The timing of President Donald Trump’s travel ban, implemented Thursday on the eve of a long Independence Day weekend in the U.S., was paradoxically fitting. America is a nation of immigrants – unless your ancestors are Native American, they came from another country. The pilgrims were the original refugees. Irish, Italian, Eastern European, Chinese, and most recently Latin American immigrants have done the most backbreaking work our nation has to offer. As of 2015, a record 43.2 million immigrants were living in the U.S. comprising 13 percent of the population.
And yet the U.S. has always discriminated against newcomers.
The Alien and Sedition Acts, passed by Congress in 1798, made it easier to deport foreigners and harder for new immigrants to vote. On the campaign trail, Trump spoke fondly of “Operation Wetback,” the Eisenhower-era program that led to mass deportations of poor Mexican farmworkers. In almost every decade dating back to the 1950s, a majority of the American public has disapproved of accepting large numbers of refugees.
The Trump administration began enforcing a watered-down version of the travel ban after the Supreme Court lifted lower court rulings that found it discriminatory and unconstitutional. The justices ruled that Trump’s ban, ostensibly implemented for urgent national security reasons, should apply only to people without a “bona fide relationship” to a person or entity in the United States.
Trump officials narrowly interpreted that to only mean mothers, fathers, children, son or daughter-in-laws, and — after a last-minute reversal — fiancés. Other close relations — like grandparents, grandkids, aunts, uncles, and cousins — aren’t covered. The restrictions apply to travelers from six-Muslim majority countries that don’t already have a valid visa, and all refugees regardless of their country of origin.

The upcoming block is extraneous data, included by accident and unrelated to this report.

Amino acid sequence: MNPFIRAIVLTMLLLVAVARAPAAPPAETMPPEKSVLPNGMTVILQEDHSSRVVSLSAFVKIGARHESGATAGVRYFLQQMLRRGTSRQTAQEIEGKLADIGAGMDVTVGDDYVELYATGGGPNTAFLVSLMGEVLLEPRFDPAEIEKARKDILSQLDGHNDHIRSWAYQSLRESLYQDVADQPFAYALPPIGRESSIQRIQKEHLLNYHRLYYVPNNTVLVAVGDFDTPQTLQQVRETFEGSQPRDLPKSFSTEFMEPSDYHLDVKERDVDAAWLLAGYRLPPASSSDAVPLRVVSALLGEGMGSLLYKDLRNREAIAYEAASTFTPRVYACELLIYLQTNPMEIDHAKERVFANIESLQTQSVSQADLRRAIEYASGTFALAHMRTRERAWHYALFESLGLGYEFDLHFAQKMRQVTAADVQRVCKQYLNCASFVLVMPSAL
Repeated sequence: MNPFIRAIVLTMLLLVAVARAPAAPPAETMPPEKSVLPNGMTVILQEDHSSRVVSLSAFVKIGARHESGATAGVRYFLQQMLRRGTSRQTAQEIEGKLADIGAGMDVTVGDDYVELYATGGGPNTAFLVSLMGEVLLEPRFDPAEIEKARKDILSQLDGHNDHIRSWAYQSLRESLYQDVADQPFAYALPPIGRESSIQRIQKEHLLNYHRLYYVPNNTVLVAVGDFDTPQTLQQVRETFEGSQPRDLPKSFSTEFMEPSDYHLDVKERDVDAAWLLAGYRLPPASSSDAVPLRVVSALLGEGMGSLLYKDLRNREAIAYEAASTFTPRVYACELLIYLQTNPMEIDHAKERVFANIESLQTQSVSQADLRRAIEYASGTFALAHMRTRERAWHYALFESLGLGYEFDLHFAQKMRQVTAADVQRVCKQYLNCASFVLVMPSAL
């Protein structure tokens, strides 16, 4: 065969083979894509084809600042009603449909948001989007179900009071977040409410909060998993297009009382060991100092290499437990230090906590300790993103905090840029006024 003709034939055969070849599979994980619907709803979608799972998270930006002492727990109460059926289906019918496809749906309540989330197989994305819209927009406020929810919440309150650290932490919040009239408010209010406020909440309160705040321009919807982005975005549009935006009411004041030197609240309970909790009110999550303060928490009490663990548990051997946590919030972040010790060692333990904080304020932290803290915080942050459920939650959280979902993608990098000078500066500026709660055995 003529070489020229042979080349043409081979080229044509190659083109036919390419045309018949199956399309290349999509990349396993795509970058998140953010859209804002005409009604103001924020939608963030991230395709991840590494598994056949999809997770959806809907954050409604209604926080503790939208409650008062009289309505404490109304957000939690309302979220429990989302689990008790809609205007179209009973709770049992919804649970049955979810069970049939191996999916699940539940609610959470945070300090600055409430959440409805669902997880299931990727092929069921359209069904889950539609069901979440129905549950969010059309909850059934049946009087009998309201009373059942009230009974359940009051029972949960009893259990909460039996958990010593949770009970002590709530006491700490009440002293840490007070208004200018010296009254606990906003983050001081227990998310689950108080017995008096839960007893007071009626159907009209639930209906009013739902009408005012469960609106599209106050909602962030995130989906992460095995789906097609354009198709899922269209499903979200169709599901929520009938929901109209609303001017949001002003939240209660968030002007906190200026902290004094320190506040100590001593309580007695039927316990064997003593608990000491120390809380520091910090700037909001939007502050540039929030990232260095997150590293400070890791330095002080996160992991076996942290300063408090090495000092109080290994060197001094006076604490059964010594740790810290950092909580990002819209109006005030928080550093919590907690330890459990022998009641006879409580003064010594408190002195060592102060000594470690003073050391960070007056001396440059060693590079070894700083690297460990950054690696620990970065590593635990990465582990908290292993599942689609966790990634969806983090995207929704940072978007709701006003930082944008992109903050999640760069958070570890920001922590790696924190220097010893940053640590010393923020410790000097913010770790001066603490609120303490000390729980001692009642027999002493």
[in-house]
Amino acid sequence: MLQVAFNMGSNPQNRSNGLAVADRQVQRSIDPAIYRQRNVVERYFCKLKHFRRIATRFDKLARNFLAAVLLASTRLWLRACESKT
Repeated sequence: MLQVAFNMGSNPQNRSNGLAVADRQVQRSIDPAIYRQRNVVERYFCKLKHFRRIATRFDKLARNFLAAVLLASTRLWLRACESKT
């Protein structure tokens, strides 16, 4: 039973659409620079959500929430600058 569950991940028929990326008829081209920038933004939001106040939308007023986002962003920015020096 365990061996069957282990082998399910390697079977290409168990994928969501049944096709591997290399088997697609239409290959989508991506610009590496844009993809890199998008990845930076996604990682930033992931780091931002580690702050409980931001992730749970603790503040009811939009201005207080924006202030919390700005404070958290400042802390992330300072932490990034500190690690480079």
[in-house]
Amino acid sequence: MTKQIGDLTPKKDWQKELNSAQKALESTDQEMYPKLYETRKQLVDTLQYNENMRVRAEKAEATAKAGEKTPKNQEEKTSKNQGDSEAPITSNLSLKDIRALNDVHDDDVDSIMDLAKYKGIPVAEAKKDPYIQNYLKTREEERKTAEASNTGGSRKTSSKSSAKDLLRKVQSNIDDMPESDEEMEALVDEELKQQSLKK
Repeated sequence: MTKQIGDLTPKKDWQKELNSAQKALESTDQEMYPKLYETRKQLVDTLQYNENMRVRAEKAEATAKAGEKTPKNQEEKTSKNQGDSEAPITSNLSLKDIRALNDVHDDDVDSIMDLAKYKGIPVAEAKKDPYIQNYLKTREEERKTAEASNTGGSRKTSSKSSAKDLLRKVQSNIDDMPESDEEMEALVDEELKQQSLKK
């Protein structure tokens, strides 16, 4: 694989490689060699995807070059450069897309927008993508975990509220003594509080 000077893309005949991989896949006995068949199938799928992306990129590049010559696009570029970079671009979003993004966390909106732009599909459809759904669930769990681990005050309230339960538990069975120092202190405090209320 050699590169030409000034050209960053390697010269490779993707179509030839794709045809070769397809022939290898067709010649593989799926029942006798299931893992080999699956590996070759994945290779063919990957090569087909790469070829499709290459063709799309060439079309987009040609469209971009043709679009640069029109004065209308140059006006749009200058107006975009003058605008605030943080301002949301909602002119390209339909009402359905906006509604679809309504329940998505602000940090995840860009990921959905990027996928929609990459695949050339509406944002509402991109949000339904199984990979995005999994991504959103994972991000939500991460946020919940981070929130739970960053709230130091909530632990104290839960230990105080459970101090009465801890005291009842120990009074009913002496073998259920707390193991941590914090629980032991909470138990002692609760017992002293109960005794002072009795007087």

While relatively limited, the ban throws a wrench in the gears of the massive refugee resettlement program, affecting tens of thousands of people and discouraging other nations from taking in some of the 22.5 million refugees worldwide, half of which are kids under 18.
“It really is just a terrible response to the refugee crisis,” said Kay Bellor, vice president for programs at Lutheran Immigrant Refugee Services, one of nine organizations that works with the government to find homes for refugees. “It does not reflect who we are as a nation.”
Over time, Americans have begrudgingly accepted generations of immigrants and refugees are now woven into the fabric of many communities across the country. But this is a pivotal moment that will determine whether Trump’s America-first nationalism will shape the nation’s future. The Supreme Court will make a final decision about the travel ban after hearing arguments in October, and already the Trump administration’s interpretation of “bona fide relationship” has been challenged, though for now it remains the law of the land.
In a call Friday with reporters, several leaders of faith-based groups and nondenominational refugee advocates said the Trump administration has offered virtually no guidance on how the ban will be implemented after July 6, when the U.S. is expected to hit Trump’s reduced cap of 50,000 refugee admissions for the fiscal year. It’s unclear whether refugees who don’t already have close family members will be allowed to enter the country.
Roughly 26,000 refugees abroad have already been cleared for resettlement, which means they’ve undergone sometimes years of extreme vetting and background checks. Many of those people — including children — could now be turned away. Trump says this is necessary for national security, but there have been no fatal terror attacks by refugees in the U.S. since before 1980, when modern screening procedures were put in place.
While people across the U.S. spend the Fourth of July weekend enjoying cookouts and fireworks, others who have spent years patiently waiting for their chance to live the American dream will be stuck in far-flung refugee camps not knowing what comes next. Historically, this is par for the country’s course. But it also shows how easily progress can be reversed by something as subjective as the government’s definition of a “bona fide relationship.”
“With this one interpretation we’re deciding to slam the door in their faces for no good reason,” said Melanie Nezer, senior vice president for public affairs at the refugee resettlement agency HIAS. “It’s bad for them, but it’s also bad for us. It shows where we are as a country.”